Heyde v Theberge Developments Limited, 2017 ONSC 1574
Decision Date: March 9, 2017
In Ontario, a Class Action suit must be “certified” by a judge before it can proceed. In this ruling Justice R. Smith has allowed a Class Action suit by owners in the Alta Vista Ridge Development in Ottawa. The plaintiff alleges that the defendant Theberge did not include a heating system in accordance with the specifications in the Disclosure Statement. Each unit purchased before Feb 2015 was supposed to include a forced air heating system. It turned out that the heating system was not included with the unit but was a rental. The plaintiff also proposes a sub-class whose Agreement of Purchase and Sale included a basement storage unit, which was not provided by the defendant. The plaintiff argues that this breach also gives rise to claims of negligent and fraudulent misrepresentation, breach of contract, and failure to act in good faith, among other breaches.
Theberge opposed certification of the class action, arguing that there is no identifiable class, no common issues, and that a Class Proceeding would not be the preferable procedure. Justice Smith disagreed, saying that it was not “plain and obvious” that the plaintiff would be unsuccessful. However he declined to allow any personal claims against Joey Theberge, saying that the plaintiff’s Statement of Claim did not provide any material facts in support of the allegations against him personally.
Law Society of Upper Canada v. Cho, 2017 ONLSTH 48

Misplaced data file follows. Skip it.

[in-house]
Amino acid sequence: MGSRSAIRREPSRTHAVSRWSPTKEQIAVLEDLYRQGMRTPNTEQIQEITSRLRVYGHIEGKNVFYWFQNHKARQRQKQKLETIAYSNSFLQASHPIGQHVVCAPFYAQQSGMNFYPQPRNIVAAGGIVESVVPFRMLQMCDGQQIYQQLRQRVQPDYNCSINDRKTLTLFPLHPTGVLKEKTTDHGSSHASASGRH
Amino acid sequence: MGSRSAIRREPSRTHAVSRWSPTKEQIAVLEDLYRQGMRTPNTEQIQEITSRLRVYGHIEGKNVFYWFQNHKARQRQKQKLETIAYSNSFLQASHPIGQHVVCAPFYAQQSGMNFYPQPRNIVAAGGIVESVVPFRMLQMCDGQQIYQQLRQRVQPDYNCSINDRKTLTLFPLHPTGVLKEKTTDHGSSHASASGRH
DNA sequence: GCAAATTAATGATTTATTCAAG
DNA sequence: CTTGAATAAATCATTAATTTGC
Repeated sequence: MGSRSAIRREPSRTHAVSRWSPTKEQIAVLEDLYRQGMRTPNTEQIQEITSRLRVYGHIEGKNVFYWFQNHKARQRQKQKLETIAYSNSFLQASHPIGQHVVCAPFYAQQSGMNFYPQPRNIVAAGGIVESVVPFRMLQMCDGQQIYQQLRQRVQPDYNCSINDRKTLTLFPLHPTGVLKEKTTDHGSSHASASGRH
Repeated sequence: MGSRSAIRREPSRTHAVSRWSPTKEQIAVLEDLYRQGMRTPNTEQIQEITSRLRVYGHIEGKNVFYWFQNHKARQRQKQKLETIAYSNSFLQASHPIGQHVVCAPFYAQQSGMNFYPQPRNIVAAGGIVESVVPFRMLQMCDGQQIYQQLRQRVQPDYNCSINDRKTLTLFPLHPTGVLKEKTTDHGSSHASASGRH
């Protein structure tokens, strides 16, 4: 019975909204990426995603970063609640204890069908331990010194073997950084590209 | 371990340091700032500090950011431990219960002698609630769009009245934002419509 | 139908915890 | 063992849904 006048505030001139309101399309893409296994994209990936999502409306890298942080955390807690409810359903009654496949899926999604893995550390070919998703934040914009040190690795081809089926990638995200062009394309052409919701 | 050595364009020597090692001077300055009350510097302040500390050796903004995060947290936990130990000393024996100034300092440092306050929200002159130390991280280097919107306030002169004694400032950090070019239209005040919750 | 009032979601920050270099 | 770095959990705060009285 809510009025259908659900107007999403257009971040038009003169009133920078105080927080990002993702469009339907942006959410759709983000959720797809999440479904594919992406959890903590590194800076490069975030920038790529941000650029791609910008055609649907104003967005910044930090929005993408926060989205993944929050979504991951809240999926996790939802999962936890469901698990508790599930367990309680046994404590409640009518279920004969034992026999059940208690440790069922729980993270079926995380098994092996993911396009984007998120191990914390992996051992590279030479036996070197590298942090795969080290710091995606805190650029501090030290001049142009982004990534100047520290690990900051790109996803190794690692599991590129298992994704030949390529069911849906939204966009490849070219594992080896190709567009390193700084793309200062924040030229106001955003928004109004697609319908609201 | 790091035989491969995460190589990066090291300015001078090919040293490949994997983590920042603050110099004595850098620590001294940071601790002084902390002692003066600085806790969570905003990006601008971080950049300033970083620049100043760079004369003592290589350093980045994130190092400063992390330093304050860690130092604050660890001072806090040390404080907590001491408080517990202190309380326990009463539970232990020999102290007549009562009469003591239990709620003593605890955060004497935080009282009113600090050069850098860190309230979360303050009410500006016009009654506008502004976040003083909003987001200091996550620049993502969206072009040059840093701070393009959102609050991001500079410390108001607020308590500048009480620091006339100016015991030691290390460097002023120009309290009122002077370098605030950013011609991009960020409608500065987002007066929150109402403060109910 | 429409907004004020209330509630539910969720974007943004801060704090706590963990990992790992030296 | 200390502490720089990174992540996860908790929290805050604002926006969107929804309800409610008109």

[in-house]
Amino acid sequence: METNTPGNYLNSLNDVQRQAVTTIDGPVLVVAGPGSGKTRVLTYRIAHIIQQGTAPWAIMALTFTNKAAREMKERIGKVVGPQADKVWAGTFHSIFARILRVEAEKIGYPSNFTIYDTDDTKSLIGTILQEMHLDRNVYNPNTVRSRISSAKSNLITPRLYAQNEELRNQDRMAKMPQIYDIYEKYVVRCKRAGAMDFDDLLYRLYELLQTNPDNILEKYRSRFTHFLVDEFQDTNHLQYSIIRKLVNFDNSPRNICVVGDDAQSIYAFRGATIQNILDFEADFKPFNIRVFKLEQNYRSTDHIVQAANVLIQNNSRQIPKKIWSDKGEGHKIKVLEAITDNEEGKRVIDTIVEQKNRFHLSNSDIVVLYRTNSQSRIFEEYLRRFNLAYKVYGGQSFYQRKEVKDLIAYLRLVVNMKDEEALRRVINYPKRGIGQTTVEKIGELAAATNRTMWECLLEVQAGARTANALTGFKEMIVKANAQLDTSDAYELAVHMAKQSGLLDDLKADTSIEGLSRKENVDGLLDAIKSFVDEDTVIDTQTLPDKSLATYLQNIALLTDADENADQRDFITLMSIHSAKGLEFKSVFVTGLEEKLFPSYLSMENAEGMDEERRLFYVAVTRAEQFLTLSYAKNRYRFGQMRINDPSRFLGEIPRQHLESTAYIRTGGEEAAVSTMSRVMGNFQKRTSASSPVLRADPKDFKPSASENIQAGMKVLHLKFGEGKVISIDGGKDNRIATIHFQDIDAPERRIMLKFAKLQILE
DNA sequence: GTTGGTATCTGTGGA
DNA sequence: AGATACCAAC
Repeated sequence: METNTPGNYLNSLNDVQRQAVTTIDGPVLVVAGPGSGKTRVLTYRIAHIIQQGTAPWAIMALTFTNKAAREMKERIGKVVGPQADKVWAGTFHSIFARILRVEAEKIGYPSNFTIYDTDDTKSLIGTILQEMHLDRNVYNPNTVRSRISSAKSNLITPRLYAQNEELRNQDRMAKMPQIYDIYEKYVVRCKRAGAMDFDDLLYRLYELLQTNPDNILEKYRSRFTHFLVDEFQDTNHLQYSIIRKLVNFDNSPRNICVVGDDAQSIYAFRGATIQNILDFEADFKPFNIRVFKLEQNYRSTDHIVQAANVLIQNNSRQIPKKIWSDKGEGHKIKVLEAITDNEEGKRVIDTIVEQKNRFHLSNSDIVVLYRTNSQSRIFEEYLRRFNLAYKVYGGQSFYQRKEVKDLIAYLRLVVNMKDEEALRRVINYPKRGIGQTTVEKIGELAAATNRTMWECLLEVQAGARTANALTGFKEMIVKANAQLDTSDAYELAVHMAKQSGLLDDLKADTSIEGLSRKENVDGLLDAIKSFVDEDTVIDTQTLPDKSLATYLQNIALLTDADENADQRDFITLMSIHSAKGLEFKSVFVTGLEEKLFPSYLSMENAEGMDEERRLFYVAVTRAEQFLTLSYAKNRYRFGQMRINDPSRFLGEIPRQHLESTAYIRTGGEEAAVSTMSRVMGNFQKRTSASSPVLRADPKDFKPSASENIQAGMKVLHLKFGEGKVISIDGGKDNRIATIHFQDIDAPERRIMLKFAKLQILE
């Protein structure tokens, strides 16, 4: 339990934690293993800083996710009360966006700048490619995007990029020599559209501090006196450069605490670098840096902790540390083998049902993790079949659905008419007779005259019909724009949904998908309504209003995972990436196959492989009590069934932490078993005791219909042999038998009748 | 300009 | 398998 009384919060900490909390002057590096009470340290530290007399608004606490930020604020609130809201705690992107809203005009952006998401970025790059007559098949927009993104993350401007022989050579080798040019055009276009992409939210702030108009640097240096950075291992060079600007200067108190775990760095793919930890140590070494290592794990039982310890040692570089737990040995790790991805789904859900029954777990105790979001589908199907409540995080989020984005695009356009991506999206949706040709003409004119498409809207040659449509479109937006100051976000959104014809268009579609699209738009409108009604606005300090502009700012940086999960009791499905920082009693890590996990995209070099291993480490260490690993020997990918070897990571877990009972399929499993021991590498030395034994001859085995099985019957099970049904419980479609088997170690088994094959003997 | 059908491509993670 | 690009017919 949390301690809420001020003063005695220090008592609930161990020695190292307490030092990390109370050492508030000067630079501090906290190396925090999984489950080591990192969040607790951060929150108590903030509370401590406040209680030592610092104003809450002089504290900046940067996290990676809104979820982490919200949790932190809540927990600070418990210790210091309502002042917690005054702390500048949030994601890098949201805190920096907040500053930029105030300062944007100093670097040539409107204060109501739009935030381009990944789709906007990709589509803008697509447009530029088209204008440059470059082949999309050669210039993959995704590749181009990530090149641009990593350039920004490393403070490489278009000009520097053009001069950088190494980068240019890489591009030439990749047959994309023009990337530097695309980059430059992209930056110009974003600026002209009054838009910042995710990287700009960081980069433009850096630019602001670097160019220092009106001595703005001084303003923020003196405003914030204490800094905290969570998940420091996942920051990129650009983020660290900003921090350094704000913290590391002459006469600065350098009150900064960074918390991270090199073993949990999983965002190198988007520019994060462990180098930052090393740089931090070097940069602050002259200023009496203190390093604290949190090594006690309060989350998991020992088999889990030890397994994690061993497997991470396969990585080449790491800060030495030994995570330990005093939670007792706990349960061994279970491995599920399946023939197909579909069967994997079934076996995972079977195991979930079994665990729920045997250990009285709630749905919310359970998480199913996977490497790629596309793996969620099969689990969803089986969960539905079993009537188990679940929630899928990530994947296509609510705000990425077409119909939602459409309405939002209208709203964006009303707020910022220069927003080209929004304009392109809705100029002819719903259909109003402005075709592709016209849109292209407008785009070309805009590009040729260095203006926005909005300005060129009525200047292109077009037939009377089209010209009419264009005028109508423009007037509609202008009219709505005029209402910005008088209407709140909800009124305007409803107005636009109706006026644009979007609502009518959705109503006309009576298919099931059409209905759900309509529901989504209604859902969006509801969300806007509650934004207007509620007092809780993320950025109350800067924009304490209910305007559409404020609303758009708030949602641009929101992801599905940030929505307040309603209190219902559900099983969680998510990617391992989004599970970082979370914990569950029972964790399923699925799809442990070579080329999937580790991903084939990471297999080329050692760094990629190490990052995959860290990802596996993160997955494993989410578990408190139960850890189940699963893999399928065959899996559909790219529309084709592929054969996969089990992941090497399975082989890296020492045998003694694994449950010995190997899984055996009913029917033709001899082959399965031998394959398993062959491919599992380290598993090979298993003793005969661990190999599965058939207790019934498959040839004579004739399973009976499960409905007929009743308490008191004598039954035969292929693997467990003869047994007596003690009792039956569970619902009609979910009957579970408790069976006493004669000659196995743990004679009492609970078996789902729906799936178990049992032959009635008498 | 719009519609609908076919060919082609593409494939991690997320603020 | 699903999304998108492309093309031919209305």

Decision Date: March 8, 2017
Deposits for new condominiums must be held in trust. Meerai Cho, a lawyer, held funds in trust for Centrium between 2010-2013. During this period, she took funds from the trust account and sent them to Joseph Lee, the developer, who promised to pay it back later. Instead he stole the money and fled the country. Over 140 condominium purchasers lost a total of 13 million dollars. Ms Cho is now in jail, having pled guilty to the offense of breach of trust. This LSUC Tribunal found that she engaged in professional misconduct and ordered the most serious penalty, that her license be revoked. Ms Cho had asked for the second most serious penalty (permission to surrender her license rather than have it revoked).
Comment: In the words of D. Wright, panel chair: “A transgression as serious as this – no matter what the person’s record, remorse, or standing in the community – generally leads to revocation of one’s license.”